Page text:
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Mycopathologia

, Volume 183, Issue 6, pp 961–965 | Cite as

Mycetoma in the Togolese: An Update from a Single-Center Experience

  • Tchin DarréEmail author
  • Bayaki Saka
  • Abas Mouhari-Toure
  • Mazamaesso Tchaou
  • Améyo Monique Dorkenoo
  • Kwamé Doh
  • Atchi Walla
  • Koffi Amégbor
  • Vincent Palokinam Pitché
  • Gado Napo-Koura
Open Access
Original Paper

Abstract

Background

Mycetoma is a chronic inflammatory process caused either by fungi (eumycetoma) or bacteria (actinomycetoma). In this retrospective study, we report epidemiologic and histopathological data of mycetoma observed in the Lome Hospital, Togo in a 25-year period (1992–2016).

Methodology

This is a retrospective study, over a period of 25 years, to analyze epidemiological and etiological findings of mycetomas seen in the single laboratory of pathological anatomy of the Lomé, Togo.

Results

A total of 61 cases were retrieved from which only 33 cases were included which where clinically and microbiologically confirmed. The mean age of the patients was 29.7 ± 1.34 and a sex ratio (M/F) of 1.5. The majority of patients were farmers (n = 23 cases; 69.7%). Diagnosed etiologic agents were fungal in 24 cases (72.7%) and actinomycotic cases in 9 cases (27.3%). The fungal mycetomas consisted of Madurella mycetomatis (black grains) and Falcifomispora senegaliensis (black grains). The actinomycotic agents were represented by Actinomadura madurae (white grains), Actinomadurae pelletieri (red grains) and Nocardia sp. (yellow grains).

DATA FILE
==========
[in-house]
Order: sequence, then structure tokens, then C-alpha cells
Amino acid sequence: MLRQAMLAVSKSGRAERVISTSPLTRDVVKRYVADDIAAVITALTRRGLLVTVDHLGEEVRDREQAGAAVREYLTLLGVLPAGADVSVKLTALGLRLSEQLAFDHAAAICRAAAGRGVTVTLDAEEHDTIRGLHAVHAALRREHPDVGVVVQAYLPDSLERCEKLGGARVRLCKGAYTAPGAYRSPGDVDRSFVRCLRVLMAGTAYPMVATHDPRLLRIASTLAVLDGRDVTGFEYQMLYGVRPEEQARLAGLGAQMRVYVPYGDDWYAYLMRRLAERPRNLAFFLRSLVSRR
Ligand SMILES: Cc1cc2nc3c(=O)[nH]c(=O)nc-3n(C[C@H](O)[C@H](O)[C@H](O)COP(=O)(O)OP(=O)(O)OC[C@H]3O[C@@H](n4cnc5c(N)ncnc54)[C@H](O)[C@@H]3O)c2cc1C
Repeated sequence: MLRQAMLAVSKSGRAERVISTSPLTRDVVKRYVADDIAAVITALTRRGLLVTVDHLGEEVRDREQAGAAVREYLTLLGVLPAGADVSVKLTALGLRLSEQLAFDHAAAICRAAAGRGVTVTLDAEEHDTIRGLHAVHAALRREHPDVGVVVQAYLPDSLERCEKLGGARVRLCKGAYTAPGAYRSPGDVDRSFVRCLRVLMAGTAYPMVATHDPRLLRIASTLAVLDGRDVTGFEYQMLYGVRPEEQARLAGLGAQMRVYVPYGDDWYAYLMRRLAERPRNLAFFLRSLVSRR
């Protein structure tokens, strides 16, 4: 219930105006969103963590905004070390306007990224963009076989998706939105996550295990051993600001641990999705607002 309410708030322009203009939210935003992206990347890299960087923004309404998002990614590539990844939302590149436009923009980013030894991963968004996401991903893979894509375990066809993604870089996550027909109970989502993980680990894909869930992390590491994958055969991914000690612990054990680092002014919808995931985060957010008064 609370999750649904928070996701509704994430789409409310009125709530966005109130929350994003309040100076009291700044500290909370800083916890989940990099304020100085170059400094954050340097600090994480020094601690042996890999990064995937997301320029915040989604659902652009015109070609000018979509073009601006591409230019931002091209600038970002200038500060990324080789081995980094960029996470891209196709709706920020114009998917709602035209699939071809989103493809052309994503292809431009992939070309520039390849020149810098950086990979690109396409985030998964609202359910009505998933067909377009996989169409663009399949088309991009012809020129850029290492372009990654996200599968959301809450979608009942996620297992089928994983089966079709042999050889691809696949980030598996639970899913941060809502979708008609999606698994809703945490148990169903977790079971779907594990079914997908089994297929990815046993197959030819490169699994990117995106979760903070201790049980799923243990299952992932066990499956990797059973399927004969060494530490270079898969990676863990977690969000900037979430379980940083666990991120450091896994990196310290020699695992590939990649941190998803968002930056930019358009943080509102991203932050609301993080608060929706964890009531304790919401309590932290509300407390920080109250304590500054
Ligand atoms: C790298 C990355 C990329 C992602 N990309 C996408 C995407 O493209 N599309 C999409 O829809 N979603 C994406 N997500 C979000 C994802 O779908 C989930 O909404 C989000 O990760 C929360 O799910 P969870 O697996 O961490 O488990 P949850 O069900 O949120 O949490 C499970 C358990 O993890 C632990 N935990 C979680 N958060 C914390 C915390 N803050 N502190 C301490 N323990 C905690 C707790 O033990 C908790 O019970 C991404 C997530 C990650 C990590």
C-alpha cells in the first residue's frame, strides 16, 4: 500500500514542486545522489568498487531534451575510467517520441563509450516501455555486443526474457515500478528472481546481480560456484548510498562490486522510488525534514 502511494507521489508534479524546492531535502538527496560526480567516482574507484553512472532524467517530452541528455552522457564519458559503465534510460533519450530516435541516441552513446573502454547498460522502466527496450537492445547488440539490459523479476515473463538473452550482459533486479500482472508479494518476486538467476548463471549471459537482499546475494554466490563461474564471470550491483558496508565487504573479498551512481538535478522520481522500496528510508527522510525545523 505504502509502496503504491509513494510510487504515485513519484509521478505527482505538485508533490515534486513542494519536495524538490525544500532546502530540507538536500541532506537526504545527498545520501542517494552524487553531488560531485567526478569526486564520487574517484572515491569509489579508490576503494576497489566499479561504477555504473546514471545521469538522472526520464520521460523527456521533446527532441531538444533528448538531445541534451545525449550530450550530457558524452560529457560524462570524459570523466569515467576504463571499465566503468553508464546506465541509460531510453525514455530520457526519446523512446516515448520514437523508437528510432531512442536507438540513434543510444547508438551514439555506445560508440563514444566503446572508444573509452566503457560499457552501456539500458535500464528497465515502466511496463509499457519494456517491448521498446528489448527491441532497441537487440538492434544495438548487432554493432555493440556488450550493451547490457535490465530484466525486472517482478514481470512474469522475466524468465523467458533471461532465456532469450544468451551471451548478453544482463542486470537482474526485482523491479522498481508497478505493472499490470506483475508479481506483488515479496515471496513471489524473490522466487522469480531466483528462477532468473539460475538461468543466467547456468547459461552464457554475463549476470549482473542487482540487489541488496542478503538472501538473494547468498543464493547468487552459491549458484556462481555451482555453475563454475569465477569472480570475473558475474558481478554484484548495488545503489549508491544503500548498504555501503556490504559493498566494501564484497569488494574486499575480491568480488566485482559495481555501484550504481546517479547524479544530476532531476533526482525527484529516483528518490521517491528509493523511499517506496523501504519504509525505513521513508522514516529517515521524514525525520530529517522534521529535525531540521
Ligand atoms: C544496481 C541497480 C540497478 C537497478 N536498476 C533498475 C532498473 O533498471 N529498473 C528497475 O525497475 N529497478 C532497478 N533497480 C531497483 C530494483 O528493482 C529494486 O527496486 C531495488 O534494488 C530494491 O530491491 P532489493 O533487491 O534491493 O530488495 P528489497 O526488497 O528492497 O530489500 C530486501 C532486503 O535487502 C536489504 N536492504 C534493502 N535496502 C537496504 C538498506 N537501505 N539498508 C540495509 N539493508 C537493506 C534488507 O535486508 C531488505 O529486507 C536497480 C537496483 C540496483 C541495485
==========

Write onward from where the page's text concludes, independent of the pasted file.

Conclusion

This report represents a single-center study which provides epidemiologic and histopathological data of mycetoma cases in Togo.

Keywords

Mycetomas Epidemiology Etiological agents Togo 

Introduction

Mycetoma is pathological processes in which fungal or actinomycotic agents of exogenous origin produce grains [1]. They are due to the inoculation of these pathogens during a trauma by a spine contaminated in semi-desert zone [1, 2]. It is a chronic infectious disease of soft tissue and bones with sometimes fatal visceral attacks [3]. The mycetoma endemic zone is located in the northern hemisphere on both sides of the 15th parallel [3]. This zone of predilection mainly includes Mexico, Sahelian Africa and India [4].

The West African endemic area, defined by annual rainfall ranging from 100 to 800 mm, includes Mali, Mauritania, Niger and Senegal [5]. In this area, mycetomas represent a public health problem [5, 6]. Their epidemiological, clinical and etiological aspects have been studied in different countries [2, 3, 6, 7]. A single publication was made on these mycetomas in Togo which could be considered “geographically spared” by this mycosis [8], because Togo lies entirely outside this rainfall zone. This work gathers the cases of mycetomas diagnosed in the laboratory of pathological anatomy of Lomé. It aims to clarify the epidemiological and etiological aspects of this disease.